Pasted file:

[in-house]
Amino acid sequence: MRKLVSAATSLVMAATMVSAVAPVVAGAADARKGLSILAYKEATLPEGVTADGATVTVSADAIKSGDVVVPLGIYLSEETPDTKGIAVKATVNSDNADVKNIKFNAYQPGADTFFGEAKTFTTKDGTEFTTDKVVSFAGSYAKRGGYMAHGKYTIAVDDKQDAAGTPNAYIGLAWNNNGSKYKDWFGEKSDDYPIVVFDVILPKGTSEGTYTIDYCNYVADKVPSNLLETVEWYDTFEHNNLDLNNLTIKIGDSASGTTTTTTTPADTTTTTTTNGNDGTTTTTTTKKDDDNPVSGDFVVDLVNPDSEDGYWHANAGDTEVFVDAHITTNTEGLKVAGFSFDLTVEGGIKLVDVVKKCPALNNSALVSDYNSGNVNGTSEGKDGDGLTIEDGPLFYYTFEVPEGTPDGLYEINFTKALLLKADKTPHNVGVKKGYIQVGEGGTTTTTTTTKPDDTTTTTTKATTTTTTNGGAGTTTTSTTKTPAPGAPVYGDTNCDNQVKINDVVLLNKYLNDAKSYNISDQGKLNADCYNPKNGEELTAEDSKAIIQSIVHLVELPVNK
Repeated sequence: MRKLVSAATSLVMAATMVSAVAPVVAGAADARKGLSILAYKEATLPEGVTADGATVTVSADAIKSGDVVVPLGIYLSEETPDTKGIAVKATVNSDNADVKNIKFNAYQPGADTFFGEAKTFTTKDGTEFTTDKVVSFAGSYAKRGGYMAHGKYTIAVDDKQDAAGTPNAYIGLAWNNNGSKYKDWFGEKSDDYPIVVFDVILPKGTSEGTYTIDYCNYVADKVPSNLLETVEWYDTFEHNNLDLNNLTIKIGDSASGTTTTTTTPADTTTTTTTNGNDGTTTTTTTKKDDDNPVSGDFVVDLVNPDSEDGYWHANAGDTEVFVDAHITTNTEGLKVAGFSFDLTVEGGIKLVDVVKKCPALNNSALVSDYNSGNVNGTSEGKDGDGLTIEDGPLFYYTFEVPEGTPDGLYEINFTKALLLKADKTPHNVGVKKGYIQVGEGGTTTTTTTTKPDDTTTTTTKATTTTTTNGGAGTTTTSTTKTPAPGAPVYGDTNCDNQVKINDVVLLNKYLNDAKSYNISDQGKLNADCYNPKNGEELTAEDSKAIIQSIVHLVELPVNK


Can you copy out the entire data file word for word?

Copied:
[in-house]
Amino acid sequence: MRKLVSAATSLVMAATMVSAVAPVVAGAADARKGLSILAYKEATLPEGVTADGATVTVSADAIKSGDVVVPLGIYLSEETPDTKGIAVKATVNSDNADVKNIKFNAYQPGADTFFGEAKTFTTKDGTEFTTDKVVSFAGSYAKRGGYMAHGKYTIAVDDKQDAAGTPNAYIGLAWNNNGSKYKDWFGEKSDDYPIVVFDVILPKGTSEGTYTIDYCNYVADKVPSNLLETVEWYDTFEHNNLDLNNLTIKIGDSASGTTTTTTTPADTTTTTTTNGNDGTTTTTTTKKDDDNPVSGDFVVDLVNPDSEDGYWHANAGDTEVFVDAHITTNTEGLKVAGFSFDLTVEGGIKLVDVVKKCPALNNSALVSDYNSGNVNGTSEGKDGDGLTIEDGPLFYYTFEVPEGTPDGLYEINFTKALLLKADKTPHNVGVKKGYIQVGEGGTTTTTTTTKPDDTTTTTTKATTTTTTNGGAGTTTTSTTKTPAPGAPVYGDTNCDNQVKINDVVLLNKYLNDAKSYNISDQGKLNADCYNPKNGEELTAEDSKAIIQSIVHLVELPVNK
Repeated sequence: MRKLVSAATSLVMAATMVSAVAPVVAGAADARKGLSILAYKEATLPEGVTADGATVTVSADAIKSGDVVVPLGIYLSEETPDTKGIAVKATVNSDNADVKNIKFNAYQPGADTFFGEAKTFTTKDGTEFTTDKVVSFAGSYAKRGGYMAHGKYTIAVDDKQDAAGTPNAYIGLAWNNNGSKYKDWFGEKSDDYPIVVFDVILPKGTSEGTYTIDYCNYVADKVPSNLLETVEWYDTFEHNNLDLNNLTIKIGDSASGTTTTTTTPADTTTTTTTNGNDGTTTTTTTKKDDDNPVSGDFVVDLVNPDSEDGYWHANAGDTEVFVDAHITTNTEGLKVAGFSFDLTVEGGIKLVDVVKKCPALNNSALVSDYNSGNVNGTSEGKDGDGLTIEDGPLFYYTFEVPEGTPDGLYEINFTKALLLKADKTPHNVGVKKGYIQVGEGGTTTTTTTTKPDDTTTTTTKATTTTTTNGGAGTTTTSTTKTPAPGAPVYGDTNCDNQVKINDVVLLNKYLNDAKSYNISDQGKLNADCYNPKNGEELTAEDSKAIIQSIVHLVELPVNK